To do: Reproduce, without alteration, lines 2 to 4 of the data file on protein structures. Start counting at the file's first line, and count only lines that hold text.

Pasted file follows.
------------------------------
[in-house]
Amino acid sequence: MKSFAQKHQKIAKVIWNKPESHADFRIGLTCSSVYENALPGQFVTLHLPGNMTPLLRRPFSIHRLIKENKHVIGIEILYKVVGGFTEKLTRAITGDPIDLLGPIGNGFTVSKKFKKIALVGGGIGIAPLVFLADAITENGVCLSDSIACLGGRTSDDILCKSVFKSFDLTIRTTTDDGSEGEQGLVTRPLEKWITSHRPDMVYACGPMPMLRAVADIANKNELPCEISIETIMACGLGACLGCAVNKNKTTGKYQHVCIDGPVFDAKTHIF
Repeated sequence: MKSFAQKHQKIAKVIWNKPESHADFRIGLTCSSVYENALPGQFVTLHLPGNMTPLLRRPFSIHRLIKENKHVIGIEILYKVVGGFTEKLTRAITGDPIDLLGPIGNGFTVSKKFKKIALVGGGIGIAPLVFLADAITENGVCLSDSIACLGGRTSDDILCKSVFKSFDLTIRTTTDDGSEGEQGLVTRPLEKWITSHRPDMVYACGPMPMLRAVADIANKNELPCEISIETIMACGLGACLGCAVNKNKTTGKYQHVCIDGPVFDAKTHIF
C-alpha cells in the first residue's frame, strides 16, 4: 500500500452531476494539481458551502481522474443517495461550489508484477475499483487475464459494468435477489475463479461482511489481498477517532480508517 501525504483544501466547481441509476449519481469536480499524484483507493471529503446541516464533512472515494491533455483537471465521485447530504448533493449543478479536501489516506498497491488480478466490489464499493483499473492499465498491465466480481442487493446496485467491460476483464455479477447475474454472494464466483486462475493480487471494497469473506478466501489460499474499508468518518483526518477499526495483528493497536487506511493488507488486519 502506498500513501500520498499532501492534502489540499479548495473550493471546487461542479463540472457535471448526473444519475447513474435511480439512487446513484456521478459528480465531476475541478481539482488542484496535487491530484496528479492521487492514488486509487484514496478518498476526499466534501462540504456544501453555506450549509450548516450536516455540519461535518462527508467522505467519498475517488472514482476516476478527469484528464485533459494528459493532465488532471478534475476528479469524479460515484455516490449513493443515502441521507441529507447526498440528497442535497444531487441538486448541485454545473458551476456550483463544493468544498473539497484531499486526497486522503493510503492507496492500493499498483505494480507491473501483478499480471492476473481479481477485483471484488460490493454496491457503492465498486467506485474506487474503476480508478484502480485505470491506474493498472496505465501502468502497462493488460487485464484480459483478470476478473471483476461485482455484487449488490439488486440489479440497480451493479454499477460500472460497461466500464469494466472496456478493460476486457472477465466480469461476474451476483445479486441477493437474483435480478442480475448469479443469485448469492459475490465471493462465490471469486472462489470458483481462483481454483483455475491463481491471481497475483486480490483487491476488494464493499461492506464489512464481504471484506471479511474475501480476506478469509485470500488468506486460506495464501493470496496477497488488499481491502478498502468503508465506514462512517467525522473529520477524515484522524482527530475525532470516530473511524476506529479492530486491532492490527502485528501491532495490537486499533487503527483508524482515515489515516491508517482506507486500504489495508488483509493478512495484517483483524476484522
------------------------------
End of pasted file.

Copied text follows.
Amino acid sequence: MKSFAQKHQKIAKVIWNKPESHADFRIGLTCSSVYENALPGQFVTLHLPGNMTPLLRRPFSIHRLIKENKHVIGIEILYKVVGGFTEKLTRAITGDPIDLLGPIGNGFTVSKKFKKIALVGGGIGIAPLVFLADAITENGVCLSDSIACLGGRTSDDILCKSVFKSFDLTIRTTTDDGSEGEQGLVTRPLEKWITSHRPDMVYACGPMPMLRAVADIANKNELPCEISIETIMACGLGACLGCAVNKNKTTGKYQHVCIDGPVFDAKTHIF
Repeated sequence: MKSFAQKHQKIAKVIWNKPESHADFRIGLTCSSVYENALPGQFVTLHLPGNMTPLLRRPFSIHRLIKENKHVIGIEILYKVVGGFTEKLTRAITGDPIDLLGPIGNGFTVSKKFKKIALVGGGIGIAPLVFLADAITENGVCLSDSIACLGGRTSDDILCKSVFKSFDLTIRTTTDDGSEGEQGLVTRPLEKWITSHRPDMVYACGPMPMLRAVADIANKNELPCEISIETIMACGLGACLGCAVNKNKTTGKYQHVCIDGPVFDAKTHIF
C-alpha cells in the first residue's frame, strides 16, 4: 500500500452531476494539481458551502481522474443517495461550489508484477475499483487475464459494468435477489475463479461482511489481498477517532480508517 501525504483544501466547481441509476449519481469536480499524484483507493471529503446541516464533512472515494491533455483537471465521485447530504448533493449543478479536501489516506498497491488480478466490489464499493483499473492499465498491465466480481442487493446496485467491460476483464455479477447475474454472494464466483486462475493480487471494497469473506478466501489460499474499508468518518483526518477499526495483528493497536487506511493488507488486519 502506498500513501500520498499532501492534502489540499479548495473550493471546487461542479463540472457535471448526473444519475447513474435511480439512487446513484456521478459528480465531476475541478481539482488542484496535487491530484496528479492521487492514488486509487484514496478518498476526499466534501462540504456544501453555506450549509450548516450536516455540519461535518462527508467522505467519498475517488472514482476516476478527469484528464485533459494528459493532465488532471478534475476528479469524479460515484455516490449513493443515502441521507441529507447526498440528497442535497444531487441538486448541485454545473458551476456550483463544493468544498473539497484531499486526497486522503493510503492507496492500493499498483505494480507491473501483478499480471492476473481479481477485483471484488460490493454496491457503492465498486467506485474506487474503476480508478484502480485505470491506474493498472496505465501502468502497462493488460487485464484480459483478470476478473471483476461485482455484487449488490439488486440489479440497480451493479454499477460500472460497461466500464469494466472496456478493460476486457472477465466480469461476474451476483445479486441477493437474483435480478442480475448469479443469485448469492459475490465471493462465490471469486472462489470458483481462483481454483483455475491463481491471481497475483486480490483487491476488494464493499461492506464489512464481504471484506471479511474475501480476506478469509485470500488468506486460506495464501493470496496477497488488499481491502478498502468503508465506514462512517467525522473529520477524515484522524482527530475525532470516530473511524476506529479492530486491532492490527502485528501491532495490537486499533487503527483508524482515515489515516491508517482506507486500504489495508488483509493478512495484517483483524476484522